Introducing: DecodeLabs Effigy
Your new go-to CLI tool
Building command line interactions for your application can get complicated quickly - writing standalone tasks is relatively straightforward but you soon realise you need a standardised structure and call signature, handling output gets incredibly fudgy, supporting different environments is a pain in the butt and chaining tasks is a total minefield.
DecodeLabs Effigy and the libraries it was built upon were designed to ease all of these pains in the simplest form we could come up with.
Written as a standalone application in its own right, it's a departure from the usual DecodeLabs library format, instead installed globally via composer so that it can be run directly from the CLI wherever you happen to be.
composer global require decodelabs/effigy
You will also need to have added your global Composer installation bin directory to your
$PATH in your
Note, earlier versions of Composer may store global config in
~/.composer/ - adapt your $PATH as necessary. You can find Composer's home path with
composer global config home
Once installed, you can call Effigy from any location - it will look up the directory tree for the nearest Composer project JSON file.
Talking to Effigy
Effigy's job is to receive an instruction, work out where and how that instruction should be executed, set up the required environment then hand off to that environment to complete the command.
There are a few ways a command can be interpreted:
A built-in Effigy task
An installed Composer bin
A script defined in
Finally, a task handled by your application
effigy format will run the built-in Effigy task to apply Easy Coding Standards formatter across your codebase.
effigy composer update will run the Composer update command on your project. If you have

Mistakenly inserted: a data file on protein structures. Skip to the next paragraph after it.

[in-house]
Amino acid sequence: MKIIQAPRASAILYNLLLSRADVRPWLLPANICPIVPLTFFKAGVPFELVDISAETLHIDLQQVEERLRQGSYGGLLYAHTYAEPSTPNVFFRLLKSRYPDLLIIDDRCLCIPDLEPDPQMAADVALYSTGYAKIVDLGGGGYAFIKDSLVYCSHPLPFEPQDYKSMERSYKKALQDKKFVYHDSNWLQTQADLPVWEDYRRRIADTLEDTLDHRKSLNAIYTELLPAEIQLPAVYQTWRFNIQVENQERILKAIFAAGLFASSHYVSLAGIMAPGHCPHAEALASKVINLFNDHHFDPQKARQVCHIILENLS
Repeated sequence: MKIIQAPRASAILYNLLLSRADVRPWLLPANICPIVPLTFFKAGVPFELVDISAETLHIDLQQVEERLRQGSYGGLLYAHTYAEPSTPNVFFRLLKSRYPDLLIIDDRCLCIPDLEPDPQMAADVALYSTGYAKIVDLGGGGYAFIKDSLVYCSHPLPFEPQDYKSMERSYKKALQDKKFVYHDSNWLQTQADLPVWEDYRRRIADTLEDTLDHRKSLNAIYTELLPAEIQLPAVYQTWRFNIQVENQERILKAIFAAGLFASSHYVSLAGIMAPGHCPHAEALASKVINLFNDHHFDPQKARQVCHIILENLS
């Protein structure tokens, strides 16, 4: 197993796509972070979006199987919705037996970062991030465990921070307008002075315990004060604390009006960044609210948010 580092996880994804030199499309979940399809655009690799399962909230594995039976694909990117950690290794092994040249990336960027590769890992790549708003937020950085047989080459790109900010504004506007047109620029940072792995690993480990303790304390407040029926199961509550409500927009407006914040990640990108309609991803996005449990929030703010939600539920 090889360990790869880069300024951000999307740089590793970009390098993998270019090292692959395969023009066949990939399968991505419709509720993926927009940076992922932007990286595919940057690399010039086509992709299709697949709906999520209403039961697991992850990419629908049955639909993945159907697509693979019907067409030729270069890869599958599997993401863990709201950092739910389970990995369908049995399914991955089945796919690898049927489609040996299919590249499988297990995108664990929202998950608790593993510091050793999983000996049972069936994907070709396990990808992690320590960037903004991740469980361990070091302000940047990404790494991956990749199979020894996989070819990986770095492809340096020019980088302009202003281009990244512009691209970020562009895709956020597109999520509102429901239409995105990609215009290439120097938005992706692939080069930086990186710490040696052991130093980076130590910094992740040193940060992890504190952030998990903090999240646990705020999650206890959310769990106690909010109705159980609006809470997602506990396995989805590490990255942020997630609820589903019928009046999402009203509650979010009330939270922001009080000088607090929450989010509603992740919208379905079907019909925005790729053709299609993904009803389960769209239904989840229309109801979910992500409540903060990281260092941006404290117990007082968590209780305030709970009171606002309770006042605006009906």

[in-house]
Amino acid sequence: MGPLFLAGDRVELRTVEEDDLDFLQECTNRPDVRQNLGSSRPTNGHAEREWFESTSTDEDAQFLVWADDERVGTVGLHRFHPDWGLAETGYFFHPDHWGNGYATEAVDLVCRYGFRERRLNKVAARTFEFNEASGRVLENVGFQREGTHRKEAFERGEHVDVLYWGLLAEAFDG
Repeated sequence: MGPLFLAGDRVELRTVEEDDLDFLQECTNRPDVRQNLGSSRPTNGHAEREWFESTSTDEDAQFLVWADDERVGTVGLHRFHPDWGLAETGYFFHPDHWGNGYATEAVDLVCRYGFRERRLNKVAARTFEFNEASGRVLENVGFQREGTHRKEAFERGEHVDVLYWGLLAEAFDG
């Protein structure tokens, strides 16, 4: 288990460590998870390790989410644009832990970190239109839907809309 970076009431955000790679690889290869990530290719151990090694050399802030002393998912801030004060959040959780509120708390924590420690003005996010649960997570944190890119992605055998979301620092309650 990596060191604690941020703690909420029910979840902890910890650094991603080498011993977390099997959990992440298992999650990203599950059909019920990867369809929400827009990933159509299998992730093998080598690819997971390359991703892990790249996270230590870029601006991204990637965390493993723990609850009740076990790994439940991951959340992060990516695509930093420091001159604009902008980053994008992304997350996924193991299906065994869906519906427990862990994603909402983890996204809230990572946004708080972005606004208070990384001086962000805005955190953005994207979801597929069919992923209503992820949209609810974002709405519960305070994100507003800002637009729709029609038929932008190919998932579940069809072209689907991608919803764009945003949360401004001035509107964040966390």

PHPStan installed in your project,
effigy phpstan would run the
phpstan bin directly, though
effigy analyze offers a more comprehensive analysis support task.
The most interesting bit comes when the command you have asked to run is not a built-in task or script; it's at this point where Effigy will attempt to run your application as a CLI tool and ask it to handle the command itself.
You must tell Effigy how your application expects to do this. This is done by adding some configuration to your
Say for example, you can currently run commands in your project through
webroot/index.php as your primary entry point:
php webroot/index.php run-task
Define your entry point in your composer.json file:
Effigy will then load
webroot/index.php as the entry point and pass the command to whatever structure your application has in place to handle it. See DecodeLabs Clip for the underlying structure that Effigy uses to run CLI tasks in a reproducible structured format - it can be used as a plug-and-play system for CLI tasks in your application.
Should you need per-environment entry files, specify template keys in your composer config entry path:
Then on first run, Effigy will ask for the "env" parameter and save it in a local config file (which gets added to your .gitignore).
Effigy can be configured both through the
extra.effigy structure in
composer.json or your environment-specific
effigy.json config file (make sure to add it to .gitignore if you create it yourself!)
In addition to the entry path explained above, the following configuration directives can be set up to help you control your application:
php- Path to your PHP binary. This should only be configured in
effigy.jsonas it is environment-specific. It can be set via
codeDirs- A list of paths in your project folder that should be considered as having code within them. This is used by built-in tasks such as
formatto distinguish which folders they should process.
params- A list of template keys used in resolving your entry path
exports- A list of paths in your project folder that should be exported in your project's distribution. This is used to create and check your